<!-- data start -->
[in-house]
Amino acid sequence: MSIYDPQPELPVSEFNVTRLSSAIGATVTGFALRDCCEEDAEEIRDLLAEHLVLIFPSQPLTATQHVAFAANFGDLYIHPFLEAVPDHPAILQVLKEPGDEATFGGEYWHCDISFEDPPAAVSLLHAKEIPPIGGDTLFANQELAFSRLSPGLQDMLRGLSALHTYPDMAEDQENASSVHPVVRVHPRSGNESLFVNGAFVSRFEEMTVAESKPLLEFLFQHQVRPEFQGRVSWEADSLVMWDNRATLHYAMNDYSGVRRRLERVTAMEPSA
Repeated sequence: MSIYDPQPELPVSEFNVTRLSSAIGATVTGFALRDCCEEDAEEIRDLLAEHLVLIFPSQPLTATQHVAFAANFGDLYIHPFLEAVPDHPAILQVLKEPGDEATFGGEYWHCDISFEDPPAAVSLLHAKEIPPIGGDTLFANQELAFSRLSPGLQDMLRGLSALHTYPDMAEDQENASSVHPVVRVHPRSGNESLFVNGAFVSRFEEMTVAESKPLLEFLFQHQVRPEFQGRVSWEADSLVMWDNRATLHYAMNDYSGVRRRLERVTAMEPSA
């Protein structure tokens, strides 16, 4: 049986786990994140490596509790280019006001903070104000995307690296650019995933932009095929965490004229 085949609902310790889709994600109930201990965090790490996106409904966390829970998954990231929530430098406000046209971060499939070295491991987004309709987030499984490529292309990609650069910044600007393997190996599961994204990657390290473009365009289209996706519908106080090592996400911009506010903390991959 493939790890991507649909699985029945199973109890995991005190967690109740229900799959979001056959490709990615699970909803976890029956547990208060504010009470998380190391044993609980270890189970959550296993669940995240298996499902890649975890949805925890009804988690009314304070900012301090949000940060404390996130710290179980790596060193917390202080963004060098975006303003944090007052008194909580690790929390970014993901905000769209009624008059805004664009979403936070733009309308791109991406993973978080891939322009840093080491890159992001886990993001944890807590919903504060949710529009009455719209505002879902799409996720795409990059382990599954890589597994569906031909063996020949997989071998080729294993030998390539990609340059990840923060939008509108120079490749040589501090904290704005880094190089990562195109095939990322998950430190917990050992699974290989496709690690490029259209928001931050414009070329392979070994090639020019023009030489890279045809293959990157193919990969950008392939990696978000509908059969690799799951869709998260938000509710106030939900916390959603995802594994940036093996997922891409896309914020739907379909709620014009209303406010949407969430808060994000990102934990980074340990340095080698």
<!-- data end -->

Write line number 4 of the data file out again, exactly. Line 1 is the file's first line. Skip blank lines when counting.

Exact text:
């Protein structure tokens, strides 16, 4: 049986786990994140490596509790280019006001903070104000995307690296650019995933932009095929965490004229 085949609902310790889709994600109930201990965090790490996106409904966390829970998954990231929530430098406000046209971060499939070295491991987004309709987030499984490529292309990609650069910044600007393997190996599961994204990657390290473009365009289209996706519908106080090592996400911009506010903390991959 493939790890991507649909699985029945199973109890995991005190967690109740229900799959979001056959490709990615699970909803976890029956547990208060504010009470998380190391044993609980270890189970959550296993669940995240298996499902890649975890949805925890009804988690009314304070900012301090949000940060404390996130710290179980790596060193917390202080963004060098975006303003944090007052008194909580690790929390970014993901905000769209009624008059805004664009979403936070733009309308791109991406993973978080891939322009840093080491890159992001886990993001944890807590919903504060949710529009009455719209505002879902799409996720795409990059382990599954890589597994569906031909063996020949997989071998080729294993030998390539990609340059990840923060939008509108120079490749040589501090904290704005880094190089990562195109095939990322998950430190917990050992699974290989496709690690490029259209928001931050414009070329392979070994090639020019023009030489890279045809293959990157193919990969950008392939990696978000509908059969690799799951869709998260938000509710106030939900916390959603995802594994940036093996997922891409896309914020739907379909709620014009209303406010949407969430808060994000990102934990980074340990340095080698």